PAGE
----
Restaurant in Leigh

What was on the menu in 1978?

It isn’t that long ago – 35 years – but I am sure there are many in the village who remember the Orchard House Restaurant, although I had never heard mention of a restaurant in the heart of Leigh.  By the time I arrived in Leigh, we had Genesis and the Clock House next door.  But 15 years earlier these premises formed part of the Orchard House Restaurant and Bar – which also offered music and dancing.

The owners were Mr Anthony Stamp and his wife, Frances, who had converted the premises from a grocery store.  An article from “Focus June 1978” states that “the restaurant is an 18th century listed building together with a spacious oak panelled bar in what was originally the barn of an oast house” and is “decorated in the classic old English style with an attractive Norwegian wood-burning stove in the bar to add warmth to the convivial atmosphere.  The tables are well set out with plenty of space between them and the restaurant is spacious enough to seat 80 people in comfort”.

The Stamps did most of the work involved in running the restaurant and Mrs Stamp undertook all the cooking.  There was a head waiter employed, Mr Dennis Thompson, who was assisted by a staff of waitresses.

Apparently, the restaurant was a place where one could enjoy a pleasant meal without spending a fortune.  “Here the bill which is handed to the customer at the end of an evening out, often the cause of a nasty shock, will be a pleasant surprise instead.   The menu offers excellent value for money, a good meal in an unhurried atmosphere with no hidden extra costs.  All the prices displayed on the menu include VAT and there are reductions for children on the Saturday and Sunday lunchtime menus”.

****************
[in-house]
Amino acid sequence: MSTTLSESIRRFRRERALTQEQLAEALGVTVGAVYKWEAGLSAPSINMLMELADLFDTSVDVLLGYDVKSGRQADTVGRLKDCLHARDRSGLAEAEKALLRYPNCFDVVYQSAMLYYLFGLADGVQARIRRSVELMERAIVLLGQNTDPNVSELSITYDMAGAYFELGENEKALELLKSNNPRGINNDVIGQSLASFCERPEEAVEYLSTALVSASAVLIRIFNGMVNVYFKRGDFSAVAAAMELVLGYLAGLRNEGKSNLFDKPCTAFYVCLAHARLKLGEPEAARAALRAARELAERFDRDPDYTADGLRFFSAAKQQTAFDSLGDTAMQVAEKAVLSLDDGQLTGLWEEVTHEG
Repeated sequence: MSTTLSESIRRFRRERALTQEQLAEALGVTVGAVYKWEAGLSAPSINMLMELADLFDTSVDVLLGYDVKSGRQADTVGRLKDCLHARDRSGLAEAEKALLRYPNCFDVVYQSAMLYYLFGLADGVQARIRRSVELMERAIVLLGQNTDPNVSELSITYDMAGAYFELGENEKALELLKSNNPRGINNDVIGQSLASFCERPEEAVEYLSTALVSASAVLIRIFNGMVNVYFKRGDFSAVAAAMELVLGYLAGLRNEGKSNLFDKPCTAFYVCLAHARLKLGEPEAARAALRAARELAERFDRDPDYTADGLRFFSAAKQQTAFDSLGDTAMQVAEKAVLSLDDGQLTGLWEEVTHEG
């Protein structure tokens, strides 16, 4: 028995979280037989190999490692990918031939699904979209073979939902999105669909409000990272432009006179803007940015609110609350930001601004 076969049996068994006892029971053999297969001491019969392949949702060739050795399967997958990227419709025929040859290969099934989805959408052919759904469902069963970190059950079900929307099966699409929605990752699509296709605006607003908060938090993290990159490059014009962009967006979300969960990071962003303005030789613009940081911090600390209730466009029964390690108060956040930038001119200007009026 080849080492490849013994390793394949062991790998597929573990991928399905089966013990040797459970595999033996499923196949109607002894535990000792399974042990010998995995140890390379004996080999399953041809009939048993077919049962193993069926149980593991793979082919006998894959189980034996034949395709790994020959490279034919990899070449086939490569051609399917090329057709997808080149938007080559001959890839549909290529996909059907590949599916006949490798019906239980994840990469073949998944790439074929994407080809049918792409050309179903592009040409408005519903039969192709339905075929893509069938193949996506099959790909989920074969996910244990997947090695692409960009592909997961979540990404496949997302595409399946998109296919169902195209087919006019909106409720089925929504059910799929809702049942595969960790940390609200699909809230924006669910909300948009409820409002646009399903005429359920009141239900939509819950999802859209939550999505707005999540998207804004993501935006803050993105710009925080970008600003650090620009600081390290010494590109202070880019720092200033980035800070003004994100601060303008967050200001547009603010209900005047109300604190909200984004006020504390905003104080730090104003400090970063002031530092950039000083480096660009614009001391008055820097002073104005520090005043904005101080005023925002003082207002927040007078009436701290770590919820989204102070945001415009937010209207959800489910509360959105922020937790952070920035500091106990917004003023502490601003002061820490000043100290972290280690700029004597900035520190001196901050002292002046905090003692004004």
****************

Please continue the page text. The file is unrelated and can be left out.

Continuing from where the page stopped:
The table d’hote menu was changed each evening and included a choice of starters, a main course with vegetables and sweets from the trolley.  The à la carte menu included flambes, grilled river trout with almonds at £3.80, veal cordon bleu – breadcrumbed escape of veal with ham and Edam cheese cooked in butter at £3.75.  All the prices included starter, main course with vegetables and sweet.  Coffee was extra with choice of Irish, Gaelic or Jamaican.

There was also a Sunday lunch menu which made “eating out virtually as cheap as eating in with a traditional Sunday meal of roast rib of beef and or Yorkshire pudding and a choice of starters and sweets at an inclusive price of £2.95”.  The Sunday menu usually had a choice of about five main courses.

There was also a comprehensive wine list which ranged from vin ordinaire at £2.20 per carafe to champagnes and sparkling wines at various prices.  A speciality of the restaurant was the Cabrals Royal reserve tawny port at £6.95 a bottle.

The Focus article is followed by an Advertisement for the restaurant which gives a sample menu and prices:


  • Homemade soup of the day
  • Egg Mayonnaise
  • Prawn Cocktail (plus 45p)

Main Course:

  • Rump Steak garnished with tomato and mushrooms a choice of French fries or jacket potato and garlic butter, served with a side salad £3.95
  • Seafood Platter A selection of choice fish fillets and shellfish garnished with tartare sauce, a choice of French fries or jacket potato and garlic butter served with a side salad £3.25
  • Chicken Quarter cooked Orchard House style with peas, French fries or jacket potato and garlic butter, and served with side salad  £2.50


  • Sweet of the day
  • Ice cream
  • Sorbet
  • Cheese and biscuits

Coffee 25p

(Irish, Gaelic, Jamaican, etc  65p)

Parish Magazine Article: Feb 2014:  by Joyce Field